As usual, I’m constantly harping on “active feet.” As an amusing side, it means I know everyone’s shoes, and even asked a few of them why they chose those particular shoes. In the higher groups, one wore volleyball shoes, which work can for table tennis, but the rest had various TT shoes. I also stressed always doing something with each shot, don’t just blindly do them. Choose and place each shot for a reason – the more you do that, the more reflexive it becomes. For example, don’t just push the ball back – do it quick and fast, or super heavy, or short, or aim one way and go another, or use an extreme angle, or something.

Tip of the Week
Are You Trying Too Hard?

US Table Tennis Hall of Fame
All mention and links to the US Table Tennis Hall of Fame are gone from the USATT web pages. If you want to visit it, you have to know to go to their new website since it no longer exists, as far as USATT is concerned. It’s just indescribable how the current USATT does these silly things that hurt our sport. I could do a VERY long blog on how many table tennis groups the current USATT has gone to war with, all to the detriment of the sport.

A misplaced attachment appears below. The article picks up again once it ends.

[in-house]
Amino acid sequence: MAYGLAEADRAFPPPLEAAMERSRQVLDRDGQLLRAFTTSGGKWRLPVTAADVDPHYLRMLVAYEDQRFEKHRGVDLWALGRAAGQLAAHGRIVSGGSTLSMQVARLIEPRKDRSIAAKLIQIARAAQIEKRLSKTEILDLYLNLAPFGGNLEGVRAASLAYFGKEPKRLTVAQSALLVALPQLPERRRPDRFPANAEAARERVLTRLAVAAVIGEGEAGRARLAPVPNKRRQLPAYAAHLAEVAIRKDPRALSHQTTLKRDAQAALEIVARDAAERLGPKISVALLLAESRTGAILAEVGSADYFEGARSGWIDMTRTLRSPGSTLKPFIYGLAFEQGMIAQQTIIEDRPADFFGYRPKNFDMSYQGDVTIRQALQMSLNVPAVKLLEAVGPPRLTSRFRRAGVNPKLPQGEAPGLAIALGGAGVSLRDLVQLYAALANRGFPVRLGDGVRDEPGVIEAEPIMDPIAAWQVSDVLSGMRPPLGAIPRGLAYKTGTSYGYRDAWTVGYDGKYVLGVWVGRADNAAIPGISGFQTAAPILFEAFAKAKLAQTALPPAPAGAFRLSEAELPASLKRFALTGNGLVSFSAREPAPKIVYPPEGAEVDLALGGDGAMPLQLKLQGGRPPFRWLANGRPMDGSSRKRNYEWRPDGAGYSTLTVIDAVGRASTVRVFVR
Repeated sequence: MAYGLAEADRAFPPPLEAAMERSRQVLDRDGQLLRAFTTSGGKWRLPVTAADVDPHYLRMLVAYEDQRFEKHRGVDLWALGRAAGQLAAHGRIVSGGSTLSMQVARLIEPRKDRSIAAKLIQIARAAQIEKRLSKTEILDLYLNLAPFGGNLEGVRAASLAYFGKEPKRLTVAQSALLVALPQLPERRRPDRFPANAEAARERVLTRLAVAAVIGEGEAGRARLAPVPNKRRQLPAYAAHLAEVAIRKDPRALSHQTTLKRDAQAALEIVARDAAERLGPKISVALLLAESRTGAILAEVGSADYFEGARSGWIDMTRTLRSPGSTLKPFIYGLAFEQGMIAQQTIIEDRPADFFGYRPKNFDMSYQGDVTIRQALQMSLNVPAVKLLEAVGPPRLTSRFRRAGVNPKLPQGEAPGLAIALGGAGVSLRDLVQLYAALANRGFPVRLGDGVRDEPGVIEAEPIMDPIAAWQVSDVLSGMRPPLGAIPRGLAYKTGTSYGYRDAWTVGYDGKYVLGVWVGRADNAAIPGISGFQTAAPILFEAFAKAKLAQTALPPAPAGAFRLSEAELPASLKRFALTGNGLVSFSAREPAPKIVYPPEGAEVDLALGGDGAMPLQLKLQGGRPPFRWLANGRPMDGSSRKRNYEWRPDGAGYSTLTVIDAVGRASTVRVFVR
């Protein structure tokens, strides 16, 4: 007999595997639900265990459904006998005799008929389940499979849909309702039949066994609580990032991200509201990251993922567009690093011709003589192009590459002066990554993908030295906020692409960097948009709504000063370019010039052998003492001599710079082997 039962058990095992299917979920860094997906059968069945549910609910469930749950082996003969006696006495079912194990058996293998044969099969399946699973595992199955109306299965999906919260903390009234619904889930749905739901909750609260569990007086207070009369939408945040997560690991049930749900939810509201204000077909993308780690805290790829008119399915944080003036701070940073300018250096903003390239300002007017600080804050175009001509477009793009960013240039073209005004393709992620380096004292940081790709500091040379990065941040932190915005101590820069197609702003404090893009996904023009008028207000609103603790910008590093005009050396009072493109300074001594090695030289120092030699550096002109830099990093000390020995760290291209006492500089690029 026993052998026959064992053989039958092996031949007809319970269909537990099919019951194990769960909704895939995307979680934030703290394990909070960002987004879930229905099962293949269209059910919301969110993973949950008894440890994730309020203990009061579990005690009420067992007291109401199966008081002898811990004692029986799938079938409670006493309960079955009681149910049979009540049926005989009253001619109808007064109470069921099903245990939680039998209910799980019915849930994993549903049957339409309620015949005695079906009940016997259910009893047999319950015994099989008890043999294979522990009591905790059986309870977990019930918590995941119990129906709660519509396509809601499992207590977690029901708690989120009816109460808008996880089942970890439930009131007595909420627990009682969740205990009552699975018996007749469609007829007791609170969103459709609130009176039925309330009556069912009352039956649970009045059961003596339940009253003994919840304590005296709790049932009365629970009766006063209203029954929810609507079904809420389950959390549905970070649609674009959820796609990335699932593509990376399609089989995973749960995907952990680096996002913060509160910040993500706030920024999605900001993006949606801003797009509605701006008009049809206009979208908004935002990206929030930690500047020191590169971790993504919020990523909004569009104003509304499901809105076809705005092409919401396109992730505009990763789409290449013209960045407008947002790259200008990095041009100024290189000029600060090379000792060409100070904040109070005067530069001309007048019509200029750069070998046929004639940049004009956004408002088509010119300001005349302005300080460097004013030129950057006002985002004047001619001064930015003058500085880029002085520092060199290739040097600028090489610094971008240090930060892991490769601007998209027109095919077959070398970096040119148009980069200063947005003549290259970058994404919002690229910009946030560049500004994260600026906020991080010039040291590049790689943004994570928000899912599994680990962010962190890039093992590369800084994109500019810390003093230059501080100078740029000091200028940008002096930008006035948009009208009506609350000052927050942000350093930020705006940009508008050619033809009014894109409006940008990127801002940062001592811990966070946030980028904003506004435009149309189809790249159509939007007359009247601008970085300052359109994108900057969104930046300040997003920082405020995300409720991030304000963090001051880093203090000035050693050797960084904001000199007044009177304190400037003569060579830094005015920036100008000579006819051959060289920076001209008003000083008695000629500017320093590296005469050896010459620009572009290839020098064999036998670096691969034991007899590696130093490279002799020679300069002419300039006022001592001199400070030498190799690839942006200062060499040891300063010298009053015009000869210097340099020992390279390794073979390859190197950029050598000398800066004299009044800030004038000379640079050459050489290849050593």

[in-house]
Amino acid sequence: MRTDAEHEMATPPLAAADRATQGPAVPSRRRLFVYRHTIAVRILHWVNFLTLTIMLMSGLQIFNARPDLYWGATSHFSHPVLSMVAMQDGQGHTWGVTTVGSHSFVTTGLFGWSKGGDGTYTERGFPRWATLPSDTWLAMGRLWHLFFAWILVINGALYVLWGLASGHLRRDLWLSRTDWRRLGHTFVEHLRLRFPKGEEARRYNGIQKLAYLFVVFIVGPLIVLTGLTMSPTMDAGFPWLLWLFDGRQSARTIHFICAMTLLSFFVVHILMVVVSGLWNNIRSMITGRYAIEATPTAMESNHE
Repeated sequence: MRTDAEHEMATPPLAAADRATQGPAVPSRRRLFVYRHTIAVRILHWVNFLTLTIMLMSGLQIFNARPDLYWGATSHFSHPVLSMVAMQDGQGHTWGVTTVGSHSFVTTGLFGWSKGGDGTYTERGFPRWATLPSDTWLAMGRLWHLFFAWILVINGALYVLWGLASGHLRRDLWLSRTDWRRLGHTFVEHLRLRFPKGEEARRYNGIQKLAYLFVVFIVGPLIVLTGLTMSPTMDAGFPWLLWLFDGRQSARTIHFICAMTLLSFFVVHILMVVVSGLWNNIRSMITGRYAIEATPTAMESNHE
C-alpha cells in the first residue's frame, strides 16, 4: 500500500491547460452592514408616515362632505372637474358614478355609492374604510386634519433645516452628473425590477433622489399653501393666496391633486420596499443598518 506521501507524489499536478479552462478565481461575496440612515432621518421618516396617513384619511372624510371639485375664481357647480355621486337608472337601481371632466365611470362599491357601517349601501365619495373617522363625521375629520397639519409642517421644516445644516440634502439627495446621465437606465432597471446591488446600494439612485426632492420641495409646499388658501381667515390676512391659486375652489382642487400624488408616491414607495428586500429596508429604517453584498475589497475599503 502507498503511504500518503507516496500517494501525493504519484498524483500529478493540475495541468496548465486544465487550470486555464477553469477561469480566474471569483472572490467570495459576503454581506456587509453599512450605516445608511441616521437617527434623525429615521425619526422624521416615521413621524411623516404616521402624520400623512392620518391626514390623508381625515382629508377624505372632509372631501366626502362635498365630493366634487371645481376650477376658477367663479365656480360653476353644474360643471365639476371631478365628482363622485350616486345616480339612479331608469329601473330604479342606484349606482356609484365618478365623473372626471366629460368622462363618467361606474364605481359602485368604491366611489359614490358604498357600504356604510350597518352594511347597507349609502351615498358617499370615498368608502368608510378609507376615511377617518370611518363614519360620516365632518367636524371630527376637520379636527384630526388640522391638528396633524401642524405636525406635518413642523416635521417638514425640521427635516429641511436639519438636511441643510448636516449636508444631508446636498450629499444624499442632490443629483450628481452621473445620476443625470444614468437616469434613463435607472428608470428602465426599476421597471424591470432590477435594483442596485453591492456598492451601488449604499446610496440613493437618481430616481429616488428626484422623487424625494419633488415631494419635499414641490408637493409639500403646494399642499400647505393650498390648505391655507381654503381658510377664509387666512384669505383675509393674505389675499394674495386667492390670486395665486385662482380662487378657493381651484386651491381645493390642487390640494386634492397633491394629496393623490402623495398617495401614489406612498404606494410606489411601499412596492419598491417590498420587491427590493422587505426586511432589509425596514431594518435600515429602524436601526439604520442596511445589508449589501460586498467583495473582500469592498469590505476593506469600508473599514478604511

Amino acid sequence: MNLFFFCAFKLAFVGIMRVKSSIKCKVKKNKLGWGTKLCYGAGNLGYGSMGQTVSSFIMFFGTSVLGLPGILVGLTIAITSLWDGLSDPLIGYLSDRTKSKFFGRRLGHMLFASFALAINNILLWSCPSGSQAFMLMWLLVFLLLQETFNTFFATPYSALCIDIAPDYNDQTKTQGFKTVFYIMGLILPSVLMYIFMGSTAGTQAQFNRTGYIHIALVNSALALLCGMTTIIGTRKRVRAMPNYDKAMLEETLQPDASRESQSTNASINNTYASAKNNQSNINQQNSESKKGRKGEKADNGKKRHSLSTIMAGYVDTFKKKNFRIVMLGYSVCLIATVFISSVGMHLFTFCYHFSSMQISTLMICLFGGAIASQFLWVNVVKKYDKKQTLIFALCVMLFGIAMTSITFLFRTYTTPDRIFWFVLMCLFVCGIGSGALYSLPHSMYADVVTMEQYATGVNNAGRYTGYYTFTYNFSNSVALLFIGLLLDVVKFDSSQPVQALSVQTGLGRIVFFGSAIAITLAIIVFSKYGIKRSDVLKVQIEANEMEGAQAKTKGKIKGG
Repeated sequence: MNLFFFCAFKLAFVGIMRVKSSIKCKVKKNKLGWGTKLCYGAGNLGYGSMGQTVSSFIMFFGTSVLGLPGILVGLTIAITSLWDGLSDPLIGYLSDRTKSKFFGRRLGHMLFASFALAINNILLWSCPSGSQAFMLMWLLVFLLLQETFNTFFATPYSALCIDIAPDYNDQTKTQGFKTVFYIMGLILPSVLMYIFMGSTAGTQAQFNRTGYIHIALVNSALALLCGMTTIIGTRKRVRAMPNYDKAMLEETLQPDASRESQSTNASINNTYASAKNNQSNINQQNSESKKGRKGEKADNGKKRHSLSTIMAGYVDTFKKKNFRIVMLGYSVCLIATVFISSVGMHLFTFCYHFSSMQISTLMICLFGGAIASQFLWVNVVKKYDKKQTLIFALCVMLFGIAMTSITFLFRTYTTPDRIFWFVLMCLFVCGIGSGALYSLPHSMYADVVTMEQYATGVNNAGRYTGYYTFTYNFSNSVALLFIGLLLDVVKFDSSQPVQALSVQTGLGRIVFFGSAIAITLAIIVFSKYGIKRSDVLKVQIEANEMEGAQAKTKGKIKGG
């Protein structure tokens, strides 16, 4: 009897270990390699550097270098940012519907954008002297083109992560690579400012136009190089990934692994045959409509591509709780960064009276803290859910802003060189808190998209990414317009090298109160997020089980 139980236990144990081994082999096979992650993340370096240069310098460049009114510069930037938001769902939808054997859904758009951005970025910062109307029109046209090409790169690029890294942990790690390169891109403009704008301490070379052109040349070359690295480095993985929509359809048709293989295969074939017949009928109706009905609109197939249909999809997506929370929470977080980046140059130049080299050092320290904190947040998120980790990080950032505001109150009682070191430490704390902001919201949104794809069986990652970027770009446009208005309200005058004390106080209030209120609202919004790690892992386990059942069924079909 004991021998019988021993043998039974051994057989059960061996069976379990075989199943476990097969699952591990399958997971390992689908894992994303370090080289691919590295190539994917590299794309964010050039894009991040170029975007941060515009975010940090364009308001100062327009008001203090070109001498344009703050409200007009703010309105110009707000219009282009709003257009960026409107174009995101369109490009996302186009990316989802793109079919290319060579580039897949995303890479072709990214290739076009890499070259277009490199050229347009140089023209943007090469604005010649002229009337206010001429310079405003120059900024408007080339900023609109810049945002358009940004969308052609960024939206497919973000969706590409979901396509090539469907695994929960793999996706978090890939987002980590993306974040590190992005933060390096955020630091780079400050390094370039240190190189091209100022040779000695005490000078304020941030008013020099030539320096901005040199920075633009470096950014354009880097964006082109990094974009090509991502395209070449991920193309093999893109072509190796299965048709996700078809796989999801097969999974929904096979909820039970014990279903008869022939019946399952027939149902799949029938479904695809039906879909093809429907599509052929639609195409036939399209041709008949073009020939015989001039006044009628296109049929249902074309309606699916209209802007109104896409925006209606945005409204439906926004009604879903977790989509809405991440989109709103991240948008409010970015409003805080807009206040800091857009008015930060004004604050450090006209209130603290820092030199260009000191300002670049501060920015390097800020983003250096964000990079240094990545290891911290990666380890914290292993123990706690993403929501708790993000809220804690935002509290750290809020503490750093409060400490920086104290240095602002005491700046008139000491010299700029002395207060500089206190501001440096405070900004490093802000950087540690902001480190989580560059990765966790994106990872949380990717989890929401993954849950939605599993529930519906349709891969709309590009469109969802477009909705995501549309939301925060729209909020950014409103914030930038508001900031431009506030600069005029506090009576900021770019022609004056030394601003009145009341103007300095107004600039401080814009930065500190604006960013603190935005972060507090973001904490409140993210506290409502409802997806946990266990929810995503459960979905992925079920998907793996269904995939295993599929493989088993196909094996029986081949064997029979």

Tip of the Week
Five Tips to Increase Forehand Looping Power.

Weekend Coaching
Five group sessions, two private sessions, nine hours total, and yes, I’m exhausted, as I always am on Mondays after coaching on the weekend. (Yet, the other coaches at MDTTC do far more hours, as I did when I was younger before I semi-retired.) I spent much of the sessions either feeding multiball or (in two sessions) as a practice partner with rotating players. There was a lot of work looping backspin and in general on consistency. We did a lot of box-bashing, where I put on the table one of the plastic boxes or bowls we use for serving practice, perhaps a foot from the end-line, and the player has to knock it off as I feed multiball – it takes a bunch of hits to do so. Often I do this two at a time, with each player typically doing three shots – perhaps a forehand from the backhand corner, middle, and forehand corner, then rotating around while partner does three. Or they do the backhand-forehand-forehand drill – backhand from backhand side, forehand from backhand side, forehand from forehand side, then rotate around. I time it each time to see how long it takes them to knock it off, so they compete on this – and so they have fun while developing their footwork, strokes, consistency, power, and accuracy.